A few years ago, I encountered two different problems in which the number 3 played surprising roles. I found myself wondering, “Why 3? What's so special about 3?” Further investigation led to continuous extensions involving exponents, logarithms, a parametric equation, maxmin problems, and some history of mathematics. As you read, pause to try the problems and play with the applets (the article's title is a big hint!)

# Search Results

### Dan Kalman and Daniel J. Teague

Using ideas of Galileo and Gauss but avoiding calculus, students create a model that predicts whether a fly ball will clear the famous left-field wall at Fenway Park.

### Flor Jacqueline Alarcón Mejía

Algebra, probability, and sequences—all important curricular material—can be connected by a question that will challenge students: What is the probability *P* that the function *f*(*x*) = *x*
^{2} + *rx* + *s* has real zeros when *r* and *s* are real numbers between 0 and 9, inclusive? This problem involves an infinite sample space, making it more interesting for students who have worked on probability problems with only finite sample spaces.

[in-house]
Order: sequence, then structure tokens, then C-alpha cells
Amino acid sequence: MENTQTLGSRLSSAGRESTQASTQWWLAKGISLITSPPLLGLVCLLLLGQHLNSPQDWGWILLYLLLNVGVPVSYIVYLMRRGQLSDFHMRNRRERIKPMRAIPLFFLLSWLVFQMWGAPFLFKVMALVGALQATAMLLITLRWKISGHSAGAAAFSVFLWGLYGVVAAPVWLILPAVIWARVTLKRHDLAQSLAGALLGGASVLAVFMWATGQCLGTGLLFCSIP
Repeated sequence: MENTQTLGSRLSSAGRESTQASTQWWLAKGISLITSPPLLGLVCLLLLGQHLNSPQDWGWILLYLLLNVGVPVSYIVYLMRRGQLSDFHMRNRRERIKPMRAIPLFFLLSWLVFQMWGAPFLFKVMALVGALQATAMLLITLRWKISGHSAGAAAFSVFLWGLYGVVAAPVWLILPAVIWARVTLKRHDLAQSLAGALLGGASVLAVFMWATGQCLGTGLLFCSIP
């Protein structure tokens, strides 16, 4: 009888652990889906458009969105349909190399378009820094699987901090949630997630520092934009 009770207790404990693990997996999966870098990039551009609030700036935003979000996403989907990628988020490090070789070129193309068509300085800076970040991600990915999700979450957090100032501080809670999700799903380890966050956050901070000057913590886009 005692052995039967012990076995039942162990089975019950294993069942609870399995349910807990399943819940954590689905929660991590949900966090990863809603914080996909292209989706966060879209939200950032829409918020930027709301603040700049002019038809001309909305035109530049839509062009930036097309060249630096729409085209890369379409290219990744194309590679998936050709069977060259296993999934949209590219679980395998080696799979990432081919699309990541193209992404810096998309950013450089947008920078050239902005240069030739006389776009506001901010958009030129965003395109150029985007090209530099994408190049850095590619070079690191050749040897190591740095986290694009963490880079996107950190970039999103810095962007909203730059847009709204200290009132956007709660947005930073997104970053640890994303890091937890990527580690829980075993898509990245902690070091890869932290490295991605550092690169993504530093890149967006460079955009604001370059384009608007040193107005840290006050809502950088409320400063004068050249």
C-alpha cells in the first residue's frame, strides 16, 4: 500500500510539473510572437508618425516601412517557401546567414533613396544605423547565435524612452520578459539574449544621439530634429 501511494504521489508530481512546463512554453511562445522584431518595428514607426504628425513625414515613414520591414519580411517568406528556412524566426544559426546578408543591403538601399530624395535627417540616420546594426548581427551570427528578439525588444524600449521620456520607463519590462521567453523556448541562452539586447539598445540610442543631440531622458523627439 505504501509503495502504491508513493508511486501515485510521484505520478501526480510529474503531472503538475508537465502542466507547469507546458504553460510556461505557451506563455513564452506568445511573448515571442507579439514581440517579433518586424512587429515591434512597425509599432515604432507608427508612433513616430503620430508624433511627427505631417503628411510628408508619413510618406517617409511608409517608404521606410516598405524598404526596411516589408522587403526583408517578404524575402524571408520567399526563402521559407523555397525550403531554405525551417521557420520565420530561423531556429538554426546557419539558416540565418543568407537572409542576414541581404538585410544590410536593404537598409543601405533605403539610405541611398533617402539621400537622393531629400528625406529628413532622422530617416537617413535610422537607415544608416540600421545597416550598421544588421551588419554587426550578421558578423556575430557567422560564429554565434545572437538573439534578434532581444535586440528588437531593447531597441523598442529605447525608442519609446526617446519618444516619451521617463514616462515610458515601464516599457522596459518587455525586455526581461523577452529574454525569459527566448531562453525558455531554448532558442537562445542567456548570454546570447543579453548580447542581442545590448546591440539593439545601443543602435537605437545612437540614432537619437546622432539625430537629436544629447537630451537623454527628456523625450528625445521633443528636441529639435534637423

### Heather Lynn Johnson

This article explores quantitative reasoning used by students working on a bottle- filling task. Two forms of reasoning are highlighted: simultaneous-independent reasoning and change-dependent reasoning.

### Becky Hall and Rich Giacin

Tying your teaching approach to the Common Core Standard for Geometry and Congruence will help students understand why functions behave as they do.

### Jon D. Davis

Using technology to explore the coefficients of a quadratic equation leads to an unexpected result.

### Teo J. Paoletti

This historically significant real-life application of a cryptographic coding technique, which incorporates first-year algebra and geometry, makes mathematics come alive in the classroom.

### G. Patrick Vennebush, Thomas G. Edwards and S. Asli Özgün-Koca

Students analyze items from the media to answer mathematical questions related to the article. This month's clips involve finding a mathematical error in an advertisement as well as working with ratios and proportions.

### Sheldon P. Gordon

We tell students that mathematical errors should be avoided, but understanding errors is an important tool in developing numerical methods.

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